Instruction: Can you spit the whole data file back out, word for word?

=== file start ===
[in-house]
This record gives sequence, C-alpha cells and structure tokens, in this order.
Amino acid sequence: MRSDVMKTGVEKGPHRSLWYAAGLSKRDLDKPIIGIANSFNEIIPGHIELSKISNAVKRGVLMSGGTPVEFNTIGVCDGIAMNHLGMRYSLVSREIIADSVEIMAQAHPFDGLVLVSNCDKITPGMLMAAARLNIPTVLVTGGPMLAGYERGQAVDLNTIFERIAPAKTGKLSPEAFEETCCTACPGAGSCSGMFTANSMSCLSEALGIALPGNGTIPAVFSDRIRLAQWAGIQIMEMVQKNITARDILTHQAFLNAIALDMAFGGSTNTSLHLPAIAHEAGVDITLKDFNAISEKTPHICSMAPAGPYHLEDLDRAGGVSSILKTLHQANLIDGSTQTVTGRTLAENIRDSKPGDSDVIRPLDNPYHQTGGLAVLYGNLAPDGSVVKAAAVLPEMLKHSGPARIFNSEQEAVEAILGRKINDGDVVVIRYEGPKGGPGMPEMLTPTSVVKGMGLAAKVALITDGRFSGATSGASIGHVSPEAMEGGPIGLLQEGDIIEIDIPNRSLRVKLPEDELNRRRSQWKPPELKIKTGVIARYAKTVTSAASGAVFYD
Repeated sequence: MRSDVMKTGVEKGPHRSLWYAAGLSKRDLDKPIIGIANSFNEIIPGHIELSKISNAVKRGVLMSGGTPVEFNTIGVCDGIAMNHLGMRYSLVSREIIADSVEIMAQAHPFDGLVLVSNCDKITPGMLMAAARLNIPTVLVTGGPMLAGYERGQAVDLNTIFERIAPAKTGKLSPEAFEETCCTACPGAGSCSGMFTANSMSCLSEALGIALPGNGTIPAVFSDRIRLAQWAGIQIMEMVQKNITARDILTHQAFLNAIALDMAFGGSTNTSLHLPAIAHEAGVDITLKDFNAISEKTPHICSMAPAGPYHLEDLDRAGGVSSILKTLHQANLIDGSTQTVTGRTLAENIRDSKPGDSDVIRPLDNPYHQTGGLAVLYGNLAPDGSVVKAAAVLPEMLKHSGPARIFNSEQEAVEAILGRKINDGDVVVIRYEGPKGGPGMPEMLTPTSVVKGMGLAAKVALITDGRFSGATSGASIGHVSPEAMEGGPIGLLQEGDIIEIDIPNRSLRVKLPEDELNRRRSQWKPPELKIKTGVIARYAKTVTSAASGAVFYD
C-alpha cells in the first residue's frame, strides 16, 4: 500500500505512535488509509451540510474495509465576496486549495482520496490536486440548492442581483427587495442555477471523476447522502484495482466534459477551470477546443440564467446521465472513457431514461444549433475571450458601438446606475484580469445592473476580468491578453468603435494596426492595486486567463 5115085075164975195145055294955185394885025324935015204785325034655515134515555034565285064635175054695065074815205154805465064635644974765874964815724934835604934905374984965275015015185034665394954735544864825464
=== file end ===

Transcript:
[in-house]
This record gives sequence, C-alpha cells and structure tokens, in this order.
Amino acid sequence: MRSDVMKTGVEKGPHRSLWYAAGLSKRDLDKPIIGIANSFNEIIPGHIELSKISNAVKRGVLMSGGTPVEFNTIGVCDGIAMNHLGMRYSLVSREIIADSVEIMAQAHPFDGLVLVSNCDKITPGMLMAAARLNIPTVLVTGGPMLAGYERGQAVDLNTIFERIAPAKTGKLSPEAFEETCCTACPGAGSCSGMFTANSMSCLSEALGIALPGNGTIPAVFSDRIRLAQWAGIQIMEMVQKNITARDILTHQAFLNAIALDMAFGGSTNTSLHLPAIAHEAGVDITLKDFNAISEKTPHICSMAPAGPYHLEDLDRAGGVSSILKTLHQANLIDGSTQTVTGRTLAENIRDSKPGDSDVIRPLDNPYHQTGGLAVLYGNLAPDGSVVKAAAVLPEMLKHSGPARIFNSEQEAVEAILGRKINDGDVVVIRYEGPKGGPGMPEMLTPTSVVKGMGLAAKVALITDGRFSGATSGASIGHVSPEAMEGGPIGLLQEGDIIEIDIPNRSLRVKLPEDELNRRRSQWKPPELKIKTGVIARYAKTVTSAASGAVFYD
Repeated sequence: MRSDVMKTGVEKGPHRSLWYAAGLSKRDLDKPIIGIANSFNEIIPGHIELSKISNAVKRGVLMSGGTPVEFNTIGVCDGIAMNHLGMRYSLVSREIIADSVEIMAQAHPFDGLVLVSNCDKITPGMLMAAARLNIPTVLVTGGPMLAGYERGQAVDLNTIFERIAPAKTGKLSPEAFEETCCTACPGAGSCSGMFTANSMSCLSEALGIALPGNGTIPAVFSDRIRLAQWAGIQIMEMVQKNITARDILTHQAFLNAIALDMAFGGSTNTSLHLPAIAHEAGVDITLKDFNAISEKTPHICSMAPAGPYHLEDLDRAGGVSSILKTLHQANLIDGSTQTVTGRTLAENIRDSKPGDSDVIRPLDNPYHQTGGLAVLYGNLAPDGSVVKAAAVLPEMLKHSGPARIFNSEQEAVEAILGRKINDGDVVVIRYEGPKGGPGMPEMLTPTSVVKGMGLAAKVALITDGRFSGATSGASIGHVSPEAMEGGPIGLLQEGDIIEIDIPNRSLRVKLPEDELNRRRSQWKPPELKIKTGVIARYAKTVTSAASGAVFYD
C-alpha cells in the first residue's frame, strides 16, 4: 500500500505512535488509509451540510474495509465576496486549495482520496490536486440548492442581483427587495442555477471523476447522502484495482466534459477551470477546443440564467446521465472513457431514461444549433475571450458601438446606475484580469445592473476580468491578453468603435494596426492595486486567463 5115085075164975195145055294955185394885025324935015204785325034655515134515555034565285064635175054695065074815205154805465064635644974765874964815724934835604934905374984965275015015185034665394954735544864825464